$cpanel = new CPANEL(); // Connect to cPanel - only do this once.
  
// Call a UAPI function.
$function_result = $cpanel->uapi(
    'Module', 'function',
    array(
        'parameter'     => 'value',
        'parameter'     => 'value',
        'parameter'     => 'value',
         )
);
  LiveAPI Perl Module call...
my $cpliveapi = Cpanel::LiveAPI->new(); # Connect to cPanel - only do this once.
  
# Call a UAPI function.
my $function_result = $cpliveapi->uapi(
    'Module', 'function',
    {
        'parameter'     => 'value',
        'parameter'     => 'value',
        'parameter'     => 'value',
    }
);
  Template Toolkit call...
<!-- Call a UAPI function. -->
[% 
execute( 
     'Module', 'function', 
     { 
        'parameter' => 'value', 
        'parameter' => 'value', 
        'parameter' => 'value', 
     } 
); 
%]

Note:

For more information, read our Guide to Testing Custom Code - cPanel API and UAPI Calls and Guide to UAPI documentation. 

 Call through the WHM API...
https://hostname.example.com:2087/cpsess##########/json-api/cpanel?cpanel_jsonapi_user=user&cpanel_jsonapi_apiversion=2&cpanel_jsonapi_module=Module&cpanel_jsonapi_func=function&parameter="value"
  Template Toolkit call...
<!-- Call a cPanel API 2 function. -->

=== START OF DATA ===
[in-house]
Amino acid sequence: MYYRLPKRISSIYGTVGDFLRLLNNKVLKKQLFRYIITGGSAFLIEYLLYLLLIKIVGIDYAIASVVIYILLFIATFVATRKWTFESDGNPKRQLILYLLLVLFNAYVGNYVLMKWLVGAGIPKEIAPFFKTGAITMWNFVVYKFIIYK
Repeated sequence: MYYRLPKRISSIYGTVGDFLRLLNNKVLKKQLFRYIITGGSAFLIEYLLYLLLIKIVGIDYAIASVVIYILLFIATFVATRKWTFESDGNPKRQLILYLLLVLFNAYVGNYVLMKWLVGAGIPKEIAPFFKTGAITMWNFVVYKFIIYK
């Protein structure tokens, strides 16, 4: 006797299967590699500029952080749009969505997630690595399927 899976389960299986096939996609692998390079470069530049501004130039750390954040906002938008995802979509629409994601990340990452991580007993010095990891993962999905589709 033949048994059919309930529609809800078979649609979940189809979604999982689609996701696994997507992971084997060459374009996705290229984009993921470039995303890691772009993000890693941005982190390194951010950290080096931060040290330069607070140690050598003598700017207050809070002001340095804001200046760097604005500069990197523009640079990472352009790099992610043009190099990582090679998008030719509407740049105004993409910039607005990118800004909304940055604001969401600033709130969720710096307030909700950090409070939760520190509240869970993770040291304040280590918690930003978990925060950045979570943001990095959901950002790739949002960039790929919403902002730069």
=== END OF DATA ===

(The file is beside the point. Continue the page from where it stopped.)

[%- 
USE Api2;
SET myvariable = execute( 
     'Module', 'function',
    {
        'parameter'      => 'value',
        'parameter'      => 'value',
        'parameter'      => 'value',
    }
);
%]
  LiveAPI PHP Class call...
$cpanel = new CPANEL(); // Connect to cPanel - only do this once.
   
// Call the function.
$my_variable = $cpanel->api2(
    'Module', 'function',
    array(
        'parameter'      => 'value', 
        'parameter'      => 'value', 
        'parameter'      => 'value',
    )
 );
  LiveAPI Perl Module call...
my $cpliveapi = Cpanel::LiveAPI->new(); # Connect to cPanel - only do this once.
  
# Call the function.
my $my_variable = $cpliveapi->api2(
    'Module', 'function',
    {
        'parameter'      => 'value',
        'parameter'      => 'value',
        'parameter'      => 'value',
    }
);

Note:

For more information, read our Guide to Testing Custom Code - cPanel API and UAPI Calls and Guide to cPanel API 2 documentation. 

Warning:

WHM API 0 is deprecated. We strongly recommend that you only use the equivalent WHM API 1 functions instead. 

 Browser-based call...
https://hostname.example.com:2087/cpsess##########/json-api/accountsummary?user=username

Note:

For more information, read our Guide to Testing Custom Code - WHM API Calls and Guide to WHM API 0 documentation. 

Warning:

cPanel API 1 is deprecated. We strongly recommend that you use cPanel API 2 or UAPI instead. 

 LiveAPI PHP Class call...
$cpanel = new CPANEL(); // Connect to cPanel - only do this once.